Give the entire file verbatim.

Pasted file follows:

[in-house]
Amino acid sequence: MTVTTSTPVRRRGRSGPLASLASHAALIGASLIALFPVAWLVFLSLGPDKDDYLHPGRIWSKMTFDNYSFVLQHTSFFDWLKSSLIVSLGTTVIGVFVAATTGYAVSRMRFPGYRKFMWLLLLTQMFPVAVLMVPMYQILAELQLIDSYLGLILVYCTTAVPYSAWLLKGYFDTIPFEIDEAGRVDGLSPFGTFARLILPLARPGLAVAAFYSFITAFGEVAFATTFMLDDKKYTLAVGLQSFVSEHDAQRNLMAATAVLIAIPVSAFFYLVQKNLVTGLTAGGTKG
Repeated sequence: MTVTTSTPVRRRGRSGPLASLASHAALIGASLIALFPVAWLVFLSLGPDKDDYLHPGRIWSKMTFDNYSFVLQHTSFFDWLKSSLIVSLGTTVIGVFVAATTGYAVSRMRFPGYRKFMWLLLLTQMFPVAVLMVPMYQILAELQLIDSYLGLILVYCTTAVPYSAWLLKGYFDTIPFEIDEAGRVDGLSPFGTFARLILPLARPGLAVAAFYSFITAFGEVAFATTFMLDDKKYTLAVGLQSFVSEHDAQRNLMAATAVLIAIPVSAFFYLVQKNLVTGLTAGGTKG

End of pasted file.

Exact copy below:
[in-house]
Amino acid sequence: MTVTTSTPVRRRGRSGPLASLASHAALIGASLIALFPVAWLVFLSLGPDKDDYLHPGRIWSKMTFDNYSFVLQHTSFFDWLKSSLIVSLGTTVIGVFVAATTGYAVSRMRFPGYRKFMWLLLLTQMFPVAVLMVPMYQILAELQLIDSYLGLILVYCTTAVPYSAWLLKGYFDTIPFEIDEAGRVDGLSPFGTFARLILPLARPGLAVAAFYSFITAFGEVAFATTFMLDDKKYTLAVGLQSFVSEHDAQRNLMAATAVLIAIPVSAFFYLVQKNLVTGLTAGGTKG
Repeated sequence: MTVTTSTPVRRRGRSGPLASLASHAALIGASLIALFPVAWLVFLSLGPDKDDYLHPGRIWSKMTFDNYSFVLQHTSFFDWLKSSLIVSLGTTVIGVFVAATTGYAVSRMRFPGYRKFMWLLLLTQMFPVAVLMVPMYQILAELQLIDSYLGLILVYCTTAVPYSAWLLKGYFDTIPFEIDEAGRVDGLSPFGTFARLILPLARPGLAVAAFYSFITAFGEVAFATTFMLDDKKYTLAVGLQSFVSEHDAQRNLMAATAVLIAIPVSAFFYLVQKNLVTGLTAGGTKG